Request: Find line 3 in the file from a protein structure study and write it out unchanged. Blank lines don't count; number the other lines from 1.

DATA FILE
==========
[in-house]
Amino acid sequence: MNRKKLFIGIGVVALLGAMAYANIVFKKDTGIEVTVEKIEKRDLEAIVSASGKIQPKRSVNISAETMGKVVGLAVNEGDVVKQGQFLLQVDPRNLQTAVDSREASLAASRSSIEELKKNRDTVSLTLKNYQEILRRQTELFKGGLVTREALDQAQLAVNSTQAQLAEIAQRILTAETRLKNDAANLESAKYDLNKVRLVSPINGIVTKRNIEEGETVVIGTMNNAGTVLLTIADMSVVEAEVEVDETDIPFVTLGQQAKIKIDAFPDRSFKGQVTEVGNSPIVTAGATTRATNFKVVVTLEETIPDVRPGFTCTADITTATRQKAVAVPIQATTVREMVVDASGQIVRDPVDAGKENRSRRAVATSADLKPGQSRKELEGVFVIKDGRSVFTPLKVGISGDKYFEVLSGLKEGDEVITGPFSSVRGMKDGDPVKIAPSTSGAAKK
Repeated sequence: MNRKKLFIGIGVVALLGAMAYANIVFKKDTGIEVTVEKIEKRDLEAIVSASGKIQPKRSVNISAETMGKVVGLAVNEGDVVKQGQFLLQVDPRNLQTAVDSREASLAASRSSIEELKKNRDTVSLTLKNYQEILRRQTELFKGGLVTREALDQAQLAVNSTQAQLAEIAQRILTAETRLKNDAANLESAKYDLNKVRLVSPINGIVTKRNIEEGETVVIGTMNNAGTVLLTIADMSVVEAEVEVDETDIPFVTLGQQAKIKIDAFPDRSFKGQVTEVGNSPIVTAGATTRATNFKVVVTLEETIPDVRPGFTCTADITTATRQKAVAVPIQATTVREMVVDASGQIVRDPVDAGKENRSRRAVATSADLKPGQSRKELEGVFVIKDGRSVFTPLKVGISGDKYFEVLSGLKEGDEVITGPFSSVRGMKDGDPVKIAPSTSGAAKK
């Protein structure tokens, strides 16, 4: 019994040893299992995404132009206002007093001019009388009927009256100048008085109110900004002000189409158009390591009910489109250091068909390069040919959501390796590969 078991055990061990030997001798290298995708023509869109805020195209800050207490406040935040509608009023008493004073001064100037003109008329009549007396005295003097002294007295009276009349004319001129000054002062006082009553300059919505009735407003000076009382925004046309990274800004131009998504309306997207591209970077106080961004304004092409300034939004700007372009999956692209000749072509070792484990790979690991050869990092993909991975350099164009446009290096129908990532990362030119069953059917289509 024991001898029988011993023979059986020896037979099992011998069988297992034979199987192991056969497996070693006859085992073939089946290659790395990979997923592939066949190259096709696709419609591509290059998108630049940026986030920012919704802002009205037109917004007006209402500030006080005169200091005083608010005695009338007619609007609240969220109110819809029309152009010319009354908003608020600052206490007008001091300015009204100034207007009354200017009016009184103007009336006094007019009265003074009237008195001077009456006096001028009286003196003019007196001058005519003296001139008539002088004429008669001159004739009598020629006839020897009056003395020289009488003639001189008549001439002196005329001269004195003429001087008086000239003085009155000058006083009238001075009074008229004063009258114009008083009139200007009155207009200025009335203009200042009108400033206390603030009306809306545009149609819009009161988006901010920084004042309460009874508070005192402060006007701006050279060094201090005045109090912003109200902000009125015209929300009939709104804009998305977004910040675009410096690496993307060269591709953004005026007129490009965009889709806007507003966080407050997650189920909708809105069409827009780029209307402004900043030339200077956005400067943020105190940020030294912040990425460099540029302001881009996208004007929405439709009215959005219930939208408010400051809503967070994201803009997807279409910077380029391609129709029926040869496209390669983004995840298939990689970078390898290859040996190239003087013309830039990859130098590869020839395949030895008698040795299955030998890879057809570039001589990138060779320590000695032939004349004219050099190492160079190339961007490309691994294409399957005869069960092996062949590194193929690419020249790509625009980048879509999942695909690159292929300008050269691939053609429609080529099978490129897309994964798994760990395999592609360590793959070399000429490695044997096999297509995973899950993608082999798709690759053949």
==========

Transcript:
Repeated sequence: MNRKKLFIGIGVVALLGAMAYANIVFKKDTGIEVTVEKIEKRDLEAIVSASGKIQPKRSVNISAETMGKVVGLAVNEGDVVKQGQFLLQVDPRNLQTAVDSREASLAASRSSIEELKKNRDTVSLTLKNYQEILRRQTELFKGGLVTREALDQAQLAVNSTQAQLAEIAQRILTAETRLKNDAANLESAKYDLNKVRLVSPINGIVTKRNIEEGETVVIGTMNNAGTVLLTIADMSVVEAEVEVDETDIPFVTLGQQAKIKIDAFPDRSFKGQVTEVGNSPIVTAGATTRATNFKVVVTLEETIPDVRPGFTCTADITTATRQKAVAVPIQATTVREMVVDASGQIVRDPVDAGKENRSRRAVATSADLKPGQSRKELEGVFVIKDGRSVFTPLKVGISGDKYFEVLSGLKEGDEVITGPFSSVRGMKDGDPVKIAPSTSGAAKK